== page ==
Television

    The next massive marketing innovation was television. Television commercials which began in earnest in the 1940s became the most popular, effective form of advertising. But can you imaging trying to track sales to media and production back then in the very beginning? “Where’s the ROI? How do you measure this stuff?” Mad men. 

    The Web

    Fast forward to the Inter-nech. Banner ads and ad serving allowed us to count clicks. 2% click thru rates. Whoo hoo. Click to buy. Whoo hoo. But not everything could be bought over the web. (Discussion of that for another day.) CTRs diminished and web display ads became, so said the salespeople, a branding mechanism.

    Social Media

    Enter social media.  And consultants. When consultants out-number practitioners you know the market is in flux. The Altimeter Group, some very smart people let me just say, created a social media presenttion ‘splaining how to measure social media via a marketing analytics framework. Here are some of the measurables: share of voice, audience engagement, conversation reach, active advocates, active influence, advocacy impact, customer problem resolution rate, resolution time, satisfaction score, plus a couple of metrics tied to gathering input for product innovation. What’s not mentioned here, something Messrs. Sear and Roebuck might have added, is sales.  I love consultants ( am one) and the Altimeter Group is growing like a dookie, but until they and all of us tie these type of metrics back to da monies, we’re just making paper.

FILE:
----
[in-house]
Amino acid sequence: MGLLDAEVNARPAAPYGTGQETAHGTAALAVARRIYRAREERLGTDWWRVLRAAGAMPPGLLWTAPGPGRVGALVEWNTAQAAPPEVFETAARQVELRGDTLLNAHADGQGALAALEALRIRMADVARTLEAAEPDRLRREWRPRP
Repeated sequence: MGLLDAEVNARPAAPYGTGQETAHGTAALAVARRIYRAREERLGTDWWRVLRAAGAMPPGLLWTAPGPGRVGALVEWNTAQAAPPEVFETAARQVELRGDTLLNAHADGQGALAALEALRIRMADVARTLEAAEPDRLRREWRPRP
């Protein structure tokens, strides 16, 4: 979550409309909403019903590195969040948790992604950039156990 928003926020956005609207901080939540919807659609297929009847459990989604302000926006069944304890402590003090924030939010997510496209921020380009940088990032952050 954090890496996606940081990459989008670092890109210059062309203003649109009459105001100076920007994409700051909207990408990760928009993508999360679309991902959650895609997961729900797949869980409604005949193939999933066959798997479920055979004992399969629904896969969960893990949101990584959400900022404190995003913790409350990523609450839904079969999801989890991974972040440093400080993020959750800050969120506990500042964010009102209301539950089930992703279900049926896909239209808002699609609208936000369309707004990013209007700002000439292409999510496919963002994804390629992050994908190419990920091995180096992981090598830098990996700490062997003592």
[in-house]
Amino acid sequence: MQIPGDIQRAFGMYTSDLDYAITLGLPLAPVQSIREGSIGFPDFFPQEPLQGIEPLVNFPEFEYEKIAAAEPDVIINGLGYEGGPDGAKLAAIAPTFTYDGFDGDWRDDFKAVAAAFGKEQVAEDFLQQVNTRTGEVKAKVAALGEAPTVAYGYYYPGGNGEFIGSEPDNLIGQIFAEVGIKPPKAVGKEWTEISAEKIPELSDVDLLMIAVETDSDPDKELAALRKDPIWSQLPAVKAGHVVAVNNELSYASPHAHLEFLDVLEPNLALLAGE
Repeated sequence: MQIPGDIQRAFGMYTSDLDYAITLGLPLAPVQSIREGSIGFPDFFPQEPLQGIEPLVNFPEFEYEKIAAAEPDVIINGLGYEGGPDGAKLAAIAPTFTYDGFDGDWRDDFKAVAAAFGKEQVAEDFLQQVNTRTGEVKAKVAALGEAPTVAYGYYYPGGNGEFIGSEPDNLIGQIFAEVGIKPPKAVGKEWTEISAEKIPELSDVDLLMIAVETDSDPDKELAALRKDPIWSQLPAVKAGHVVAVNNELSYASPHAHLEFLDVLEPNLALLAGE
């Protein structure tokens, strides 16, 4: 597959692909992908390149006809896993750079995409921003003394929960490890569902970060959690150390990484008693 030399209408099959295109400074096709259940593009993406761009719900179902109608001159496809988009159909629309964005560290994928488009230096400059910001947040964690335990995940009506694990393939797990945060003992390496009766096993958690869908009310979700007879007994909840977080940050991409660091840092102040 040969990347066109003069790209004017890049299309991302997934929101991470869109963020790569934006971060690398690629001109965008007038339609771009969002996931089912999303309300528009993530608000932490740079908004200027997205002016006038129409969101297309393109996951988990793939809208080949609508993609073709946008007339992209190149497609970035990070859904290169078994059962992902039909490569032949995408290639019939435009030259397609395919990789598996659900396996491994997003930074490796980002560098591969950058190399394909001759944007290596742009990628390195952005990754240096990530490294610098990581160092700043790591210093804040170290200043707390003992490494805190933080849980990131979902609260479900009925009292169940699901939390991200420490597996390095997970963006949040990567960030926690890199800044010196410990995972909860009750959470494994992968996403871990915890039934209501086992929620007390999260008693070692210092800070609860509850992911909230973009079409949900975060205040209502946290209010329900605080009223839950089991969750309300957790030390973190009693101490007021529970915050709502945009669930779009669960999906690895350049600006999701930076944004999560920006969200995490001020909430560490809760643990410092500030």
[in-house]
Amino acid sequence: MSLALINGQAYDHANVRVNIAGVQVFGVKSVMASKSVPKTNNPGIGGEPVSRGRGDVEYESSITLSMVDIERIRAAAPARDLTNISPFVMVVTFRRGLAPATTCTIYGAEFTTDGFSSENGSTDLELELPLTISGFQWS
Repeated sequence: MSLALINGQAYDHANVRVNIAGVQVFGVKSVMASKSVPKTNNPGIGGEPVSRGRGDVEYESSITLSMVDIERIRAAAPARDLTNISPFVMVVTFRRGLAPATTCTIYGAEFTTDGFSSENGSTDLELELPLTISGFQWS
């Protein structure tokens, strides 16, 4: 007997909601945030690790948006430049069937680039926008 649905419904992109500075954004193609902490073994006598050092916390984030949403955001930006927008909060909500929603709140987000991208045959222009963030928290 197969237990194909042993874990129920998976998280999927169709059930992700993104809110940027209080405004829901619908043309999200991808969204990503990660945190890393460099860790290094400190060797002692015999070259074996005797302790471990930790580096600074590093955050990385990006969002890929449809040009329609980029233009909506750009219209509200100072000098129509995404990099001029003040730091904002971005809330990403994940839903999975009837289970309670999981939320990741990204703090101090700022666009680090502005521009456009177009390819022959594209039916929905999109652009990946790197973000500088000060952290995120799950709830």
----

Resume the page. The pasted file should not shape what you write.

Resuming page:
A smart client at AT&T once said to me, “we collect all this data now we have to do something smart with it.”  That’s business. That’s return on strategy. Peace!

    Google is an Advertising Company.

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    I’ve written before about Google’s “culture of technological obesity” saying I think the company is taking on too much outside of its core mission.  Phones, productivity apps, the list goes on and on. The reality is — the dirty little secret no employee will readily admit — is Google is an advertising company.  (Google Doubleclick.)  Eric Schmidt and his peeps know this but it doesn’t play well at cocktail parties. The technology badge is what they wear most proudly.